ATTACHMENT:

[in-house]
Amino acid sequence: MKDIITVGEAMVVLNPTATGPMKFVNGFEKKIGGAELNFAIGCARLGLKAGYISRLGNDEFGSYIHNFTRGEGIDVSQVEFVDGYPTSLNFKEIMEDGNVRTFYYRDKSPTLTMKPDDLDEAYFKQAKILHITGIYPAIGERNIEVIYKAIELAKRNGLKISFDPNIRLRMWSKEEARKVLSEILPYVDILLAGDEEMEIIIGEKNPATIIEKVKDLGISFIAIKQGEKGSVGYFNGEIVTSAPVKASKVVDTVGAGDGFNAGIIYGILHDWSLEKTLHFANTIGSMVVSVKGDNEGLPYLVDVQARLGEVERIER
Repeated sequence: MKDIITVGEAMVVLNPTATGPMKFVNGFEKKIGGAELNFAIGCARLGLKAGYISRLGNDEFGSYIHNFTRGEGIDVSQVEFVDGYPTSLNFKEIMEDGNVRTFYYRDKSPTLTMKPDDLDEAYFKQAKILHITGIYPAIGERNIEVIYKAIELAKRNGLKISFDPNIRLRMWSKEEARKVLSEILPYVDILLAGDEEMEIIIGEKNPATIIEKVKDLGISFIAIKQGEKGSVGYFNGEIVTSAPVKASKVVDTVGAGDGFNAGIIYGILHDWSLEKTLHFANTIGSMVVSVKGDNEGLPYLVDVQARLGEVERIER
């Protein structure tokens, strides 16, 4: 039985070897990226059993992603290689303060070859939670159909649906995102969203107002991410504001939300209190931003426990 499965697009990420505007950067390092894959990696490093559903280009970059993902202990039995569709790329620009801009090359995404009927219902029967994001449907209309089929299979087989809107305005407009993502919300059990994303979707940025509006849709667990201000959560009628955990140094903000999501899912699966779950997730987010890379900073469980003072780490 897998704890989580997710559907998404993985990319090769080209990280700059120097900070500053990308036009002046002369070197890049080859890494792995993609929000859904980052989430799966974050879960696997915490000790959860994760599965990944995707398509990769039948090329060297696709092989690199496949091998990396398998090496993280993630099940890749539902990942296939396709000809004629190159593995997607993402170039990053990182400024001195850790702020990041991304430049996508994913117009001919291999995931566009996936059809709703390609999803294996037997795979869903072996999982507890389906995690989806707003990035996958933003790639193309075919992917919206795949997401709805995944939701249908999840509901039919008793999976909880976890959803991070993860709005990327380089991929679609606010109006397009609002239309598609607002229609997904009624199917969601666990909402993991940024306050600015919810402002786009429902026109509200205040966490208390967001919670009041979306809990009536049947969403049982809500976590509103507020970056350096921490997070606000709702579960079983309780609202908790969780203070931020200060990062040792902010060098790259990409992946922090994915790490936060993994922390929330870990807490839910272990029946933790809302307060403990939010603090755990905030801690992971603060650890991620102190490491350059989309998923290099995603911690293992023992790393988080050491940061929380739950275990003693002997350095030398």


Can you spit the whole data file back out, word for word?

[in-house]
Amino acid sequence: MKDIITVGEAMVVLNPTATGPMKFVNGFEKKIGGAELNFAIGCARLGLKAGYISRLGNDEFGSYIHNFTRGEGIDVSQVEFVDGYPTSLNFKEIMEDGNVRTFYYRDKSPTLTMKPDDLDEAYFKQAKILHITGIYPAIGERNIEVIYKAIELAKRNGLKISFDPNIRLRMWSKEEARKVLSEILPYVDILLAGDEEMEIIIGEKNPATIIEKVKDLGISFIAIKQGEKGSVGYFNGEIVTSAPVKASKVVDTVGAGDGFNAGIIYGILHDWSLEKTLHFANTIGSMVVSVKGDNEGLPYLVDVQARLGEVERIER
Repeated sequence: MKDIITVGEAMVVLNPTATGPMKFVNGFEKKIGGAELNFAIGCARLGLKAGYISRLGNDEFGSYIHNFTRGEGIDVSQVEFVDGYPTSLNFKEIMEDGNVRTFYYRDKSPTLTMKPDDLDEAYFKQAKILHITGIYPAIGERNIEVIYKAIELAKRNGLKISFDPNIRLRMWSKEEARKVLSEILPYVDILLAGDEEMEIIIGEKNPATIIEKVKDLGISFIAIKQGEKGSVGYFNGEIVTSAPVKASKVVDTVGAGDGFNAGIIYGILHDWSLEKTLHFANTIGSMVVSVKGDNEGLPYLVDVQARLGEVERIER
């Protein structure tokens, strides 16, 4: 039985070897990226059993992603290689303060070859939670159909649906995102969203107002991410504001939300209190931003426990 499965697009990420505007950067390092894959990696490093559903280009970059993902202990039995569709790329620009801009090359995404009927219902029967994001449907209309089929299979087989809107305005407009993502919300059990994303979707940025509006849709667990201000959560009628955990140094903000999501899912699966779950997730987010890379900073469980003072780490 897998704890989580997710559907998404993985990319090769080209990280700059120097900070500053990308036009002046002369070197890049080859890494792995993609929000859904980052989430799966974050879960696997915490000790959860994760599965990944995707398509990769039948090329060297696709092989690199496949091998990396398998090496993280993630099940890749539902990942296939396709000809004629190159593995997607993402170039990053990182400024001195850790702020990041991304430049996508994913117009001919291999995931566009996936059809709703390609999803294996037997795979869903072996999982507890389906995690989806707003990035996958933003790639193309075919992917919206795949997401709805995944939701249908999840509901039919008793999976909880976890959803991070993860709005990327380089991929679609606010109006397009609002239309598609607002229609997904009624199917969601666990909402993991940024306050600015919810402002786009429902026109509200205040966490208390967001919670009041979306809990009536049947969403049982809500976590509103507020970056350096921490997070606000709702579960079983309780609202908790969780203070931020200060990062040792902010060098790259990409992946922090994915790490936060993994922390929330870990807490839910272990029946933790809302307060403990939010603090755990905030801690992971603060650890991620102190490491350059989309998923290099995603911690293992023992790393988080050491940061929380739950275990003693002997350095030398």